Syncretism can be termed as a process of integrating two or more aspects dominant in societies with a goal of coming up with a clone which is generally acceptable by the overall society. These social aspects can incorporate issues such as religious practices, cultural practices, linguistics and even politics. Basing on American society settings, the ancient and diverse social and cultural practices in America have been integrated together to emanate with new practices (Anderson, 2005).
Political syncretism has occurred in the US political arena through incorporation of races, which were initially discriminated political-wise. For example, in early nineteenth century, African-Americans together with Indian Americans were not allowed to vote or to involve themselves in political issues of the United States. Though they highly pressured for integration process, white Americans were not ready to accommodate their practices. Nevertheless, their views and concerns have been integrated in American political practices (Winter, 1993).
Were it not for syncretism process, the United States government would be divided into section where the black Americans and have their own distinct governing body separate from that of the whites. Unlike the current United States government, there would be racial politics which sideline each of the races.
Syncretism in entertainment world
One element which distinct a cultural practices from another is the existence of unique styles of music. Having a huge number of societies with different cultural practices, America has a diverse music styles which have been practiced by its citizens. Some of the music styles which could be linked with a certain society include country music, blues and reggae music. For the country music songs which were sung by cowboys, they were associated with American citizens originating from Texas region. Blues are songs which emanated from African-American society while reggae music is from Jamaican people. Such songs have been integrated to come up with new blends of songs such as rock and roll music commonly known as rock music.
Rock music has been diversified to come up with soft and hard rock music all of which have an aspect from each community. Were it not for the syncretism process, American music styles could not be diverse and advanced as they are today (Stewart & Rosalind, 1994). Every society would effortlessly struggle to dominate and challenge the other with unique music styles. This disintegration would offer each style a small audience segments in the overall American society.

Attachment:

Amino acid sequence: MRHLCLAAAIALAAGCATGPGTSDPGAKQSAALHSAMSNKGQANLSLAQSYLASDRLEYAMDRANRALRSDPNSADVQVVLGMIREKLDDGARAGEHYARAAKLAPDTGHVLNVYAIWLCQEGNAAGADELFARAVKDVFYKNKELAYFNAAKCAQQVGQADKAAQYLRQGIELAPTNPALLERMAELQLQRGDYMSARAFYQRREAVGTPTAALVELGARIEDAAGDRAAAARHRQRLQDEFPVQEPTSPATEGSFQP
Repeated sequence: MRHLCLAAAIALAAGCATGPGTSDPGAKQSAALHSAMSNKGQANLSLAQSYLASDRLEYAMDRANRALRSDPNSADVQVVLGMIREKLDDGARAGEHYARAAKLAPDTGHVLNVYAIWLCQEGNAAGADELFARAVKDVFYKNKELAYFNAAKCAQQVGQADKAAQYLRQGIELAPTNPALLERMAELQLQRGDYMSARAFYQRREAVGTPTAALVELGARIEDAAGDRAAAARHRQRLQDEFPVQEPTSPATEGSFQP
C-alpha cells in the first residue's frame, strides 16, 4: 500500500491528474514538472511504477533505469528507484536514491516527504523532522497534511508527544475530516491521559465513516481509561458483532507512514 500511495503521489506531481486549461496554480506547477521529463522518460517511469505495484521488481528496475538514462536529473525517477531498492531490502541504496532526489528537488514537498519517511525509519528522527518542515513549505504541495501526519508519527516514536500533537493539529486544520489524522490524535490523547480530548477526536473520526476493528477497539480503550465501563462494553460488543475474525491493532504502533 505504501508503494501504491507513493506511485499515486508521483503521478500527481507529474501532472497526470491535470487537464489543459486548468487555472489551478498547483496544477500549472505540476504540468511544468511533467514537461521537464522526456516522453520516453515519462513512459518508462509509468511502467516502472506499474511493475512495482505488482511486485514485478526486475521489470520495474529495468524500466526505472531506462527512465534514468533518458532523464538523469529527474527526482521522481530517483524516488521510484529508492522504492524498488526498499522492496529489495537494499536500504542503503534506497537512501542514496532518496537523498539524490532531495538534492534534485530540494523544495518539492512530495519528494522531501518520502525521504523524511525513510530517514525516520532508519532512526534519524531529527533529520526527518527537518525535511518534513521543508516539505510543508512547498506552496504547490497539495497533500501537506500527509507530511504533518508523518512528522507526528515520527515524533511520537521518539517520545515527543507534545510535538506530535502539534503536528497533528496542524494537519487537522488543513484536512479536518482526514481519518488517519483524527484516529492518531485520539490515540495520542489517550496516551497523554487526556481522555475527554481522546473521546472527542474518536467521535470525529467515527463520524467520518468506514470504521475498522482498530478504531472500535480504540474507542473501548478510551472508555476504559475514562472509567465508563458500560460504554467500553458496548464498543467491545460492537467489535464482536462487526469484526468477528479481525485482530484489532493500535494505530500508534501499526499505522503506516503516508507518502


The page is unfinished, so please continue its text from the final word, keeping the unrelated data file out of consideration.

One of the easily recognized forms of syncretism in the American societies is the partial integration of religious practices amongst themselves. For example, Christianity has highly dominated a significant fraction of American societies. Other minor religions especially those upheld by native Indian Americans were distinct and clearly from Christianity. Nevertheless, Christianity has incorporated some religious practices whose origins are from ancient Greeks and native Indian Americans. With absence of religious syncretism American societies would be dominated by diverse conflicting religious practices. Such cultural practices would create cracks among the American societies due to conflict of interest (Rheenen, 2006).
Apart from these forms of syncretism in American societies, integration of American societies to adopt a common language still exists. Being the dominant language in American societies, American English has incorporated various elements from African-Americans and Latin in originality. If such integration or syncretism process never existed in America, small communities with diverse language would be dominating the American society. Such diversity would act as a barrier in communication and integration of other cultural aspects such as trading and governance.
Anderson, J.E. (2005). Conjure in African American society, Westport, USA: Greenwood publishers.
Rheenen, G,V. (2006). Contextualization and Syncretism: Navigating Cultural Currents, William Carey Library,
Stewart, C., & Rosalind,S. (1994). Syncretism/anti-syncretism: the politics of religious synthesis, New york, NY: Routledge Publishers.
Winter, D.R. (1993). Ancient World: Reader, Missouri, USA: Lulu.com. Publisher.